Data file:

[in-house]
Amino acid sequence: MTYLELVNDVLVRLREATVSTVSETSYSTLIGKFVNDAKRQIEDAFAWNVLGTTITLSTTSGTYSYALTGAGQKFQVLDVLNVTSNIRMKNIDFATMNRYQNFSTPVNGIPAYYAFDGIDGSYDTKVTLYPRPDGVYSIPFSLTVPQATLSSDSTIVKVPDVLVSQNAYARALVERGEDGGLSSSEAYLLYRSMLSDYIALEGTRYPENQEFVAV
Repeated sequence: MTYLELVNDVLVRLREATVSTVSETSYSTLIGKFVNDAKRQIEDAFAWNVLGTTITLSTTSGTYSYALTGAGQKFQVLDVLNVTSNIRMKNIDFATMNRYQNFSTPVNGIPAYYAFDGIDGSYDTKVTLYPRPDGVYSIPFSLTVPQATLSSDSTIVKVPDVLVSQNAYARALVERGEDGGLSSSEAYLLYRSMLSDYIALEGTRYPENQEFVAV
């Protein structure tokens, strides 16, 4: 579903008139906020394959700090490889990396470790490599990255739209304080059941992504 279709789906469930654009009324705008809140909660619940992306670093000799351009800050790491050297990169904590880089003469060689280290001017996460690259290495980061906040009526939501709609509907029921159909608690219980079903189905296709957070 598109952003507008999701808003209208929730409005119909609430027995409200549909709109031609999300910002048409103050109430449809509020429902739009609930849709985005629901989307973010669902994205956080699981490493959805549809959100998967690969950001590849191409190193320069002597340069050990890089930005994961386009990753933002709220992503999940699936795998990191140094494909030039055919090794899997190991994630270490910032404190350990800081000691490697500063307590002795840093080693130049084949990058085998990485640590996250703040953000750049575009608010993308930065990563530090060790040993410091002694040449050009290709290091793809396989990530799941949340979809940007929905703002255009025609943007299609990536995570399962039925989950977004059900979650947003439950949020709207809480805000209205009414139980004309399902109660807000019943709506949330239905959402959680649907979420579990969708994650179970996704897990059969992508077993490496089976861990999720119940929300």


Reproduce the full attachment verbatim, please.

[in-house]
Amino acid sequence: MTYLELVNDVLVRLREATVSTVSETSYSTLIGKFVNDAKRQIEDAFAWNVLGTTITLSTTSGTYSYALTGAGQKFQVLDVLNVTSNIRMKNIDFATMNRYQNFSTPVNGIPAYYAFDGIDGSYDTKVTLYPRPDGVYSIPFSLTVPQATLSSDSTIVKVPDVLVSQNAYARALVERGEDGGLSSSEAYLLYRSMLSDYIALEGTRYPENQEFVAV
Repeated sequence: MTYLELVNDVLVRLREATVSTVSETSYSTLIGKFVNDAKRQIEDAFAWNVLGTTITLSTTSGTYSYALTGAGQKFQVLDVLNVTSNIRMKNIDFATMNRYQNFSTPVNGIPAYYAFDGIDGSYDTKVTLYPRPDGVYSIPFSLTVPQATLSSDSTIVKVPDVLVSQNAYARALVERGEDGGLSSSEAYLLYRSMLSDYIALEGTRYPENQEFVAV
């Protein structure tokens, strides 16, 4: 579903008139906020394959700090490889990396470790490599990255739209304080059941992504 279709789906469930654009009324705008809140909660619940992306670093000799351009800050790491050297990169904590880089003469060689280290001017996460690259290495980061906040009526939501709609509907029921159909608690219980079903189905296709957070 598109952003507008999701808003209208929730409005119909609430027995409200549909709109031609999300910002048409103050109430449809509020429902739009609930849709985005629901989307973010669902994205956080699981490493959805549809959100998967690969950001590849191409190193320069002597340069050990890089930005994961386009990753933002709220992503999940699936795998990191140094494909030039055919090794899997190991994630270490910032404190350990800081000691490697500063307590002795840093080693130049084949990058085998990485640590996250703040953000750049575009608010993308930065990563530090060790040993410091002694040449050009290709290091793809396989990530799941949340979809940007929905703002255009025609943007299609990536995570399962039925989950977004059900979650947003439950949020709207809480805000209205009414139980004309399902109660807000019943709506949330239905959402959680649907979420579990969708994650179970996704897990059969992508077993490496089976861990999720119940929300």